Harvesters with Cordova District Fishermen United met this week to discuss the issue with the Alaska Department of Fish and Game, and another session is slated for April 28.
“While the commercial harvests of sockeyes has been good over the past five years, the escapement goals upriver for kings were not met in 2015 or 2016,” says Jeremy Botz, area management biologist in Cordova for ADF&G. This year, with a forecast of a weak run of some 29,000 kings to the Copper River district, the allowable commercial harvest has been set at 4,000 Chinook, and the minimum threshold escapement goal for the kings is 24,000 fish. That is the preseason plan, based on the forecast. While the run could turn out to be stronger or weaker, state fisheries biologists won’t have enough information to assess the strength of the king run until the second week of the salmon fishery, which is expected to open May 15 or May 18.
Meanwhile ADF&G plans to substantially expand the inside closure area to the eastern end of the district to help assure that kings migrating through with the sockeyes are included in the escapement.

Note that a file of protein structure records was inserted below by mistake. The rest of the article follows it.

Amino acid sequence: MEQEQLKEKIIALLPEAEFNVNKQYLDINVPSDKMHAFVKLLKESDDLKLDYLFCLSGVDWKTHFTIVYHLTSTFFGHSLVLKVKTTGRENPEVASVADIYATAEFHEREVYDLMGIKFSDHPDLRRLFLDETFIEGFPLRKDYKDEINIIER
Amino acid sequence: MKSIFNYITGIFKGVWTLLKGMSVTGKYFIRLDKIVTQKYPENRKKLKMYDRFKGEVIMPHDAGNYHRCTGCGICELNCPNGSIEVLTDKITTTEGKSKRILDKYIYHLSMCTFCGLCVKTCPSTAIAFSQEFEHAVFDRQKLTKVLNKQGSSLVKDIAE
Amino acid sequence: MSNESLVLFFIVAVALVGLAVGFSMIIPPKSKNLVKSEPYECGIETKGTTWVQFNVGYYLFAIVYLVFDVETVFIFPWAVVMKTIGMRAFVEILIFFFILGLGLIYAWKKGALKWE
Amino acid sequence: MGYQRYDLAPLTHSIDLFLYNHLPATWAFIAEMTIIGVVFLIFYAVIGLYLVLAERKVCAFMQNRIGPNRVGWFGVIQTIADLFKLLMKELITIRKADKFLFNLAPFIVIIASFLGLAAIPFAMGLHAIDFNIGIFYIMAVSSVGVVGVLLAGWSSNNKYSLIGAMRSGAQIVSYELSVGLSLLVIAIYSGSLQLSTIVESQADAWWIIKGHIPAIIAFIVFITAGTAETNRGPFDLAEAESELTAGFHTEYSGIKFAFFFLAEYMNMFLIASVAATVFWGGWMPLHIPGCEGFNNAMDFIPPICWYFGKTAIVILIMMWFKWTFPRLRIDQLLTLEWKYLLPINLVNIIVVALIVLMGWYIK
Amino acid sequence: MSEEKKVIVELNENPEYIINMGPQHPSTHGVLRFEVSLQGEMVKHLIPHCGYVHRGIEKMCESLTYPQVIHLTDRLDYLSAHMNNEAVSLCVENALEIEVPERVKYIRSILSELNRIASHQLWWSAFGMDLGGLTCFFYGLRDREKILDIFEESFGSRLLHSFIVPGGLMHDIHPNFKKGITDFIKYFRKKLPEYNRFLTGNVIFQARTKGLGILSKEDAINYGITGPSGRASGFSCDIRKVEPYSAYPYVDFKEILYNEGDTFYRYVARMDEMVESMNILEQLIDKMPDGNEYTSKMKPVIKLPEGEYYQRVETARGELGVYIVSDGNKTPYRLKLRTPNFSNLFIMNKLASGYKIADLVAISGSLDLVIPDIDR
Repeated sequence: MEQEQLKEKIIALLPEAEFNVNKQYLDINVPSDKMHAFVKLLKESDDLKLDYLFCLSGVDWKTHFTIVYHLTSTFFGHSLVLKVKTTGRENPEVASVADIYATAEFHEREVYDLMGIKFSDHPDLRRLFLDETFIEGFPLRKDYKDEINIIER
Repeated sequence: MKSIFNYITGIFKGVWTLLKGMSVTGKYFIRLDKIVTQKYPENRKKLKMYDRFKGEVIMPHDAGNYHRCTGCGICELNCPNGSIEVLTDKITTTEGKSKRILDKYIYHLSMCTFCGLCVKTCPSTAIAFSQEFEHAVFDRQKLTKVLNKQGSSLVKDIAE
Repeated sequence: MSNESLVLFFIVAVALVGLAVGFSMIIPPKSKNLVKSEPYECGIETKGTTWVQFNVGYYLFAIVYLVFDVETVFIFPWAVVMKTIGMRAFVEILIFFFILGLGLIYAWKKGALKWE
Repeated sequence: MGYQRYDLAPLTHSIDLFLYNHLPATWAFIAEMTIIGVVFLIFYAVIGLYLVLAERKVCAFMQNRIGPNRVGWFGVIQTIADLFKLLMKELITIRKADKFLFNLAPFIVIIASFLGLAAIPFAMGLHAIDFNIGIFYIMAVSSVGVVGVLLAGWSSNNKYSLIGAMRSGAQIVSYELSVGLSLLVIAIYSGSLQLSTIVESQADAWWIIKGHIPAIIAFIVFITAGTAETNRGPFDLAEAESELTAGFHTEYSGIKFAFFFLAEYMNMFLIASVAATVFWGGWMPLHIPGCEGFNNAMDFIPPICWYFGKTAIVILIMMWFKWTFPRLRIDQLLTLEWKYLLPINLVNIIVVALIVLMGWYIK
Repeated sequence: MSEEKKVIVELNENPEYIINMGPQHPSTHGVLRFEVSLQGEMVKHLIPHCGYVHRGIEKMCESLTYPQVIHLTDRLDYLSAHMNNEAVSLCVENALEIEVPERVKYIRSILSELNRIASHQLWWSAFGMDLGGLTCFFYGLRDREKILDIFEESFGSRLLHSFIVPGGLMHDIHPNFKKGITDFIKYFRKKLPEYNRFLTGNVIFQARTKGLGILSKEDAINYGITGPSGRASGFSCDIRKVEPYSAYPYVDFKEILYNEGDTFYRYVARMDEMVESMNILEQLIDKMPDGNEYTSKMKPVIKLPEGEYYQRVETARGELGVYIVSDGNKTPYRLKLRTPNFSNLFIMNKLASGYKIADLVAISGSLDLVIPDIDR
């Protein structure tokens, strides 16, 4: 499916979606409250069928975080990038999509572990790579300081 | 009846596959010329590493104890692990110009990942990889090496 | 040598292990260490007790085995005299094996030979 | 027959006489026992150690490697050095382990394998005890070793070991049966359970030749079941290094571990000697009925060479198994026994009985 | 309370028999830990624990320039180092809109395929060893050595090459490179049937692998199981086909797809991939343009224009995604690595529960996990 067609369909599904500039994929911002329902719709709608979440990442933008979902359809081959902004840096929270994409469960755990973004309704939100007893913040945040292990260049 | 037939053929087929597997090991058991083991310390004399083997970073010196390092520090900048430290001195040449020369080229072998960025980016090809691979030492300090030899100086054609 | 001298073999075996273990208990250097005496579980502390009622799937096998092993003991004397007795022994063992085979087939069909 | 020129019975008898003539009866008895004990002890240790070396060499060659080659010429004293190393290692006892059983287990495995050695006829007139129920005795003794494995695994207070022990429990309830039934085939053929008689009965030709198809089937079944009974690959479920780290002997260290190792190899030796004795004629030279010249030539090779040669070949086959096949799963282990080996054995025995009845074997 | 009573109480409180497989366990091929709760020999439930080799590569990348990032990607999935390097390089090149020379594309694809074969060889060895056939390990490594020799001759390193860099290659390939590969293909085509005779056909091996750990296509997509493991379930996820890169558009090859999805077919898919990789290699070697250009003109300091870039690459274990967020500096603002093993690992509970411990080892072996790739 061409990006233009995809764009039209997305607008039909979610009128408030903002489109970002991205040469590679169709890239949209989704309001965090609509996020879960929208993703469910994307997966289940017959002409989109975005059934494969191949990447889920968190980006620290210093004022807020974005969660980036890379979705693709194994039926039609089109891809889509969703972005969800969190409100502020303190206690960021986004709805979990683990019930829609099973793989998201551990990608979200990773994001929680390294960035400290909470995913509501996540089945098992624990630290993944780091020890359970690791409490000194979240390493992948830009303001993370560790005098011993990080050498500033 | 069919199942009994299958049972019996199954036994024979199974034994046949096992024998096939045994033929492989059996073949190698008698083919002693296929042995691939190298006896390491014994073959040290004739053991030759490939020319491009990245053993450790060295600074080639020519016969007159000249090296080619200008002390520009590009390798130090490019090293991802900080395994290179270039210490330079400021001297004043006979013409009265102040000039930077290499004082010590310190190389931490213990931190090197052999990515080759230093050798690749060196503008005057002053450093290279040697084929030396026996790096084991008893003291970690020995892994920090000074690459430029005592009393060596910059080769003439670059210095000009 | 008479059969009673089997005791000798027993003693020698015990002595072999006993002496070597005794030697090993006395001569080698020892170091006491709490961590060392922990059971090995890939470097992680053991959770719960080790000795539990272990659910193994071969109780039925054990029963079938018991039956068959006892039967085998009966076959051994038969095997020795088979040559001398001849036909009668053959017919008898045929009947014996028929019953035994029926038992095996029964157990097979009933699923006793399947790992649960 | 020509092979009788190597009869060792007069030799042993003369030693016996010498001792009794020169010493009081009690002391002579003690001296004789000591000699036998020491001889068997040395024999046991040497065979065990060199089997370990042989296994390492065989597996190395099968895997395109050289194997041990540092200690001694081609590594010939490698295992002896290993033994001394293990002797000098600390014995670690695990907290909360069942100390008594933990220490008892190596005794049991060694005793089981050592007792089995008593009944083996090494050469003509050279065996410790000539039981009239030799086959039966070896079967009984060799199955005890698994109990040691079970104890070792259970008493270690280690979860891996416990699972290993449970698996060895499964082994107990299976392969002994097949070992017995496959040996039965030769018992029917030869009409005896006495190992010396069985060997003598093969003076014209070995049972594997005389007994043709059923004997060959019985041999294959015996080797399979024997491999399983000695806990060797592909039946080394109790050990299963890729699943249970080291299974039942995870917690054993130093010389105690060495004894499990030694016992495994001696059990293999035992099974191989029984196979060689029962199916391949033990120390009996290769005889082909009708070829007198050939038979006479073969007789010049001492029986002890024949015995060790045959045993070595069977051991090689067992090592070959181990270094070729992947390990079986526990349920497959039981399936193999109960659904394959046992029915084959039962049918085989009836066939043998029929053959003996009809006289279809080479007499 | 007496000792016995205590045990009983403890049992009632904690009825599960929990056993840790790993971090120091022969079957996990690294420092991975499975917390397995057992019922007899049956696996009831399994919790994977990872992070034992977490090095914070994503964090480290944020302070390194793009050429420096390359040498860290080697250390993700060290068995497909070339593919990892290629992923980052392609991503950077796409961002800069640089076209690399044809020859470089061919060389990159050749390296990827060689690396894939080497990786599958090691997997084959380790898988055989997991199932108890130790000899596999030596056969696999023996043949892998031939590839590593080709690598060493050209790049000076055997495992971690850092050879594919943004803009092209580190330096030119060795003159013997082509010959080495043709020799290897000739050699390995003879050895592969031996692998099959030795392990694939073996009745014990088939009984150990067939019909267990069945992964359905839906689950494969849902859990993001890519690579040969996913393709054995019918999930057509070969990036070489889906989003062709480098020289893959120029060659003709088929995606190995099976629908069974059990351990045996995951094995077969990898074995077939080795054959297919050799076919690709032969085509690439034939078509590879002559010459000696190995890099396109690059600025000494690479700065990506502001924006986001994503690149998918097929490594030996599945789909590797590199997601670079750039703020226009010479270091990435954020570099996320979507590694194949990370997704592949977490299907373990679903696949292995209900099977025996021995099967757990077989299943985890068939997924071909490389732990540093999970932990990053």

ADF&G is anticipating the possibility of the lowest Chinook harvest in that district since statehood. Management actions anticipated are above and beyond anything they’ve done before, to assure the required escapement of kings this year.
Jerry McCune, president of CDFU and a veteran commercial harvester from Cordova, said that the fleet will do its part to assure that the king salmon escapement is met, but he hopes that won’t mean losing the chance to harvest most of the sockeyes. McCune also expressed concern for the safety of smaller fishing vessels outside of the barrier islands in the gulf, where there is little protection from stormy weather.